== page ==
clock menu more-arrow no yes mobile

Filed under:

“If the Play Works, Run it Again”

Matt Canada describes his streamlined approach to offense.

LSU/Chris Parent

On a Thursday night in the PMAC, Ed Orgeron introduced his new offensive coordinator to the LSU High School Coaches Clinic. The man’s credentials, of course, are known: the only offensive coach to make the finalist list for the Broyles Award in 2016, running a Pitt offense that averaged 42.2 points per game, ranked fourth in the country in offensive S&P+ and in the top 25 in almost every meaningful statistical category.

Since the hire was announced, we’ve done our best to highlight some of the offense’s high points and what’s worked for Canada in the past, as a way of trying to project what changes could be coming to LSU’s offense under his helm. It’s a lot to take in, and given this program’s struggles, it’s become a popular narrative that the Tigers are undergoing some sort of radical shift or change in teaching over these spring practices.

“My offense is simple,” he said. “You keep your offense simple, and you do it better than everybody else.”

It seems counter-intuitive, because to most people, having a great offense is all about finding that perfect play-call that the defense isn’t ready for that sparks a big play.

“It’s all about players, not plays,” Canada said. “Get ‘em the ball and let them do what they do well.”

It’s the same process I wrote about six years ago regarding Chip Kelly and the University of Oregon.

“We’re going to run zone, we’re going to run power,” he explained. “We’re going to move the pocket and throw the ball effectively, and down the field when we have to.”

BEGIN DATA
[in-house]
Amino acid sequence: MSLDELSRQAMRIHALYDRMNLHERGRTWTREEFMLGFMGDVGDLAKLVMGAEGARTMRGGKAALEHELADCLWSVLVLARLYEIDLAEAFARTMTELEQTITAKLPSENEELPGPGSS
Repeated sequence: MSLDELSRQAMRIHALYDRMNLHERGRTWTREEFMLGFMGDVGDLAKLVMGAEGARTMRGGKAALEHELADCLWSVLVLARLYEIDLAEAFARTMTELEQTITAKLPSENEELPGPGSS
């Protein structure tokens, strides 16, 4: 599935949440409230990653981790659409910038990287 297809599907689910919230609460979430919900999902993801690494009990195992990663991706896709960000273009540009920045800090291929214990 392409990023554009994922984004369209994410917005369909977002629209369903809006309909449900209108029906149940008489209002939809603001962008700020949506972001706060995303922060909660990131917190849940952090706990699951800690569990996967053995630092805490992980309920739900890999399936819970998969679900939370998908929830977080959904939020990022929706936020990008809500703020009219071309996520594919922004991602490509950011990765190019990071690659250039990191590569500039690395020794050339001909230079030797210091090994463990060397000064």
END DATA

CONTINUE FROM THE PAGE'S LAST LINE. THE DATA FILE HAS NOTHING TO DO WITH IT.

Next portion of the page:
And through elements like wide receiver motions and formation shifts, a system that, with a foundation in place, has multiple answers for the questions of the game.

“We want to have plays off of plays. We want to show the defense different things the same way.”

The jet sweep/inside zone combo is the perfect example:

One formation, one motion, with two different handoffs and multiple play-action passes off it.

“We want to score points and play to our strengths,” Canada explained, noting that 40 points were the goal, 30 were the minimum, but “one more point than they score” was all that really mattered.

“Speed is our advantage and we want to change tempo to keep the defense uncomfortable. If you just go fast all the time, the defense can get used to that, so we want to mix that up. We’ll use various formations and motions that will be used to put players in the best position to make plays.

“We want playmakers who want the ball in their hands,” Canada added.

He is every bit the ball of energy that LSU’s practice videos have indicated. Canada speaks fast and bounces from topic to non-sequitur to topic. The lecture was more focused on big-picture thoughts and philosophies than actual X&O discussion -- a contrast to Dave Aranda a year ago.

Do What Your Players Do Well

“If my quarterback has a favorite play on third and 3-to-5 (yards), and the third play of the game is third-and-three, there is no reason his favorite play shouldn’t be my call,” Canada said.

During his time with the Indiana Hoosiers, Canada mentioned that he was able to spend some time with the Indianapolis Colts during the Peyton Manning years.

“Peyton Manning didn’t read the full field,” he said, describing how offensive coordinator Tom Moore narrowed the Colts’ playbook to a specific collection of plays that Manning and his receivers could execute better than the rest of the NFL (Marvin Harrison and Reggie Wayne even played exclusively on their respective sides of the field, the better to perfect running routes down to the direction).